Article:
Galaxy Cluster Collisions Could Help Us Understand Dark Matter

"The UC Davis cosmological physics department discovered post-collision galaxy clusters 5 million light years away which may hold the potential to illuminate many mysteries of the universe.


The Musket Ball Cluster, so named because it is older and slower moving than the Bullet Cluster, represents the aftermath of two galaxy clusters which moved through each other, pulled by gravity. This particular system is important largely because it is one of few known collisions and, of those known, it is the farthest along its collision path..."

Biodiversity Museum Day Highlights Campus Collections

"This last Sunday, UC Davis hosted its first Biodiversity Museum Day.


'We haven’t had a turn out like this since Picnic Day,' said Lynn Kimsley, professor and director for the Bohart Museum of Entomology, 'I would like to make this an annual event.'


UC Davis opened up four of its biological collections to public exhibition. The Bohart Museum of Entomology and the Museum of Wildlife and Fish Biology was in Academic Surge. The Center for Plant Diversity was in the Sciences Laboratory Building. The Botanical Conservatory was in the greenhouses..."

Researchers at UC Davis Make Progress In Salmonella Vaccine

"A team of researchers at UC Davis led by Stephen McSorley, in conjunction with collaborators at UC Irvine, identified antigens on salmonella bacteria. This new discovery could lead to salmonella prevention.


Salmonella is a bacterial infection that is carried through food. According to the Centers for Disease Control and Prevention, 400,000 cases of salmonella are reported in the United States alone.


Most salmonella infections are mild. Diarrhea, fever and cramps develop within three days of initial infection. These symptoms typically persist for around a week and abate without need for medical aid. However, there do exist more severe cases of salmonella in less fortunate individuals in which the infection spreads to the blood, which is often fatal..."

Deceased Californians Help Advance the Future Of Medicine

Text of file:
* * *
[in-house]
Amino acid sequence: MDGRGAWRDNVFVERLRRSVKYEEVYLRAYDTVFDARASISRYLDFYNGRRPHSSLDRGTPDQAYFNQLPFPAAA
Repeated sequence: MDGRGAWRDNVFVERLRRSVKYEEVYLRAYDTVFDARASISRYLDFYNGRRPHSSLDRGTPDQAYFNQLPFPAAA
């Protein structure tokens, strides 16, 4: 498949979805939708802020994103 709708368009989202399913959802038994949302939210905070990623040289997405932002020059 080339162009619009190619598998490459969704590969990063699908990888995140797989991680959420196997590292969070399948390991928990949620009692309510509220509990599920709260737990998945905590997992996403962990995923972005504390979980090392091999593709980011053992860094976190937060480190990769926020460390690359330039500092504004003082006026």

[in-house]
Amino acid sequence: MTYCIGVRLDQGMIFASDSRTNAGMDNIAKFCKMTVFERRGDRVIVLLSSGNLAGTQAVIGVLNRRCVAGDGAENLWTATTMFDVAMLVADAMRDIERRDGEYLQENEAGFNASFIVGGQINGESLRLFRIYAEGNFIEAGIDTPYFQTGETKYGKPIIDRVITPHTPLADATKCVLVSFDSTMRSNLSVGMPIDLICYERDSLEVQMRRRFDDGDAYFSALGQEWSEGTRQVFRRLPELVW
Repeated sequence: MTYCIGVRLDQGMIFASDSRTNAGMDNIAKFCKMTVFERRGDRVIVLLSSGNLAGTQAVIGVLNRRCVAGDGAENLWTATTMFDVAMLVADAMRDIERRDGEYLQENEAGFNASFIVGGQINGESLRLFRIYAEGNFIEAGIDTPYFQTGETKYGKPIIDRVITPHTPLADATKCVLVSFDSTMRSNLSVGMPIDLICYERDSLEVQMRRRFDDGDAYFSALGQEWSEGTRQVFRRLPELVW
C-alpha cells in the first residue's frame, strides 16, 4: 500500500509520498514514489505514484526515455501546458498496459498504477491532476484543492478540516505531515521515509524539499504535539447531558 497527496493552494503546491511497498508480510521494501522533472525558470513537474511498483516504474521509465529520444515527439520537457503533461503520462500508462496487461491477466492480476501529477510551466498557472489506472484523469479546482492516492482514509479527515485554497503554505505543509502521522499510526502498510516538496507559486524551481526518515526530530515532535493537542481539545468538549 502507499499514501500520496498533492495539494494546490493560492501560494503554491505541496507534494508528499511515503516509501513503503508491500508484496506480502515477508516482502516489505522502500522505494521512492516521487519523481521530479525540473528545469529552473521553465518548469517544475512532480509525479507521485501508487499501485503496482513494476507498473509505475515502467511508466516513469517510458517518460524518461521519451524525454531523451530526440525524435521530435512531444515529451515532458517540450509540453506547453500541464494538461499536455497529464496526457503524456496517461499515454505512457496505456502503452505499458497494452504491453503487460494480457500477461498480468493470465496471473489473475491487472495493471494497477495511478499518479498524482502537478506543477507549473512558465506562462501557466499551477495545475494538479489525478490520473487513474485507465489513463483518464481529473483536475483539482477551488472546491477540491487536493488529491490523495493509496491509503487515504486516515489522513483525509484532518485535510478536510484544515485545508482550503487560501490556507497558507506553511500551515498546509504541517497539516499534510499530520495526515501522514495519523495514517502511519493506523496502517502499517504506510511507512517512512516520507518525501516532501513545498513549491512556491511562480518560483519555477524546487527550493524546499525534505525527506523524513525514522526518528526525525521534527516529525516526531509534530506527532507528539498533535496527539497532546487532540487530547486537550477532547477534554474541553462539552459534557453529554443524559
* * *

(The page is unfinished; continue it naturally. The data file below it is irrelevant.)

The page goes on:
"Since its establishment in 1968, the Body Donation Program at the UC Davis Medical Center has promoted the education of medical students and research.


'Of the bodies donated, about half go toward anatomical education and the other half go toward research,' said Charlotte Wacker, the director of the Body Donation Program.


Donated cadavers are used at the Medical Center, the Medical School, other UC institutions and for surgical development. On the UC Davis campus, the cadavers are used primarily for graduate classes in medical gross anatomy and graduate human anatomy, but are also used in undergraduate human anatomy.


Outside of the classroom, medical residents and advanced students use the cadavers to better hone their understanding of anatomy. Similarly, surgeons learn and practice new surgical techniques that help to save lives..."

True or False: Does Going To Sleep Angry Keep You Angry?

"Just about everyone has heard the saying 'Don’t go to sleep angry,' but how much truth is there behind this adage? Recent studies have shown that the sentiment is not merely an old wives’ tale.


The University of Massachusetts Amherst conducted studies that modeled exposure to negative stimuli that could make people sad or angry prior to sleep.


Patients in this study were aged between 18 and 30, consisting of 68 females and 38 males. The patients were shown a series of images and asked to rate them as happy or sad on a 1 to 9 scale, and their personal reaction as excited or calm on a 1 to 9 scale. Different groups then slept immediately after the priming or were allowed to remain awake. The next day, the patients were shown images and asked to repeat the same process of ranking..."

True or False: Trading Jack For Jackets

"I’ve often heard students swear by the warming effects of alcohol in the winter cold. Even though college always seems to be booze season, can it really help you stave off the flu and cold season?


Those of you who abide by the preachings of ethanol, I have some bad news. Alcohol actually lowers core body temperature, even though it makes you feel warmer.


That drink of hooch you sip to banish the cold acts as a vasodilator — meaning that it widens the blood vessels. This mechanism allows blood to flow closer to the skin where the nerves that perceive temperature reside. When this happens the body feels like it’s warm because it senses the warmth of the blood."

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